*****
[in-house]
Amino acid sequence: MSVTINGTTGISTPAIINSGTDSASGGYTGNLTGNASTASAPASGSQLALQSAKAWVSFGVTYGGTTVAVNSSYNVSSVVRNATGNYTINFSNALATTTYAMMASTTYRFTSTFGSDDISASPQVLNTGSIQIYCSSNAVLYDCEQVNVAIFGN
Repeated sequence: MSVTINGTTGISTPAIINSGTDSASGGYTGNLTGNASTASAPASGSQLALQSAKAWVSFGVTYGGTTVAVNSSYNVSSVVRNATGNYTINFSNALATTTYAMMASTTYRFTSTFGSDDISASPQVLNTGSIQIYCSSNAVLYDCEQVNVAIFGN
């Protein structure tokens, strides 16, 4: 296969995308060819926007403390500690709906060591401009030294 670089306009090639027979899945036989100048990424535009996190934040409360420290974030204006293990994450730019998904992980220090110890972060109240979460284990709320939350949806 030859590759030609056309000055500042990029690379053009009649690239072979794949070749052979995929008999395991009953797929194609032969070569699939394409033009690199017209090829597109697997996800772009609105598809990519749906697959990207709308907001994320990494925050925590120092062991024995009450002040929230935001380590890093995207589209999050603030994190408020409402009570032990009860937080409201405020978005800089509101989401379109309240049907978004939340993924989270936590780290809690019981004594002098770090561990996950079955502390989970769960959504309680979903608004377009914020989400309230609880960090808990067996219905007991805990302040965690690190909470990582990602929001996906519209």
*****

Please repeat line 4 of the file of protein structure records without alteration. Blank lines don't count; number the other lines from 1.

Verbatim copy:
């Protein structure tokens, strides 16, 4: 296969995308060819926007403390500690709906060591401009030294 670089306009090639027979899945036989100048990424535009996190934040409360420290974030204006293990994450730019998904992980220090110890972060109240979460284990709320939350949806 030859590759030609056309000055500042990029690379053009009649690239072979794949070749052979995929008999395991009953797929194609032969070569699939394409033009690199017209090829597109697997996800772009609105598809990519749906697959990207709308907001994320990494925050925590120092062991024995009450002040929230935001380590890093995207589209999050603030994190408020409402009570032990009860937080409201405020978005800089509101989401379109309240049907978004939340993924989270936590780290809690019981004594002098770090561990996950079955502390989970769960959504309680979903608004377009914020989400309230609880960090808990067996219905007991805990302040965690690190909470990582990602929001996906519209």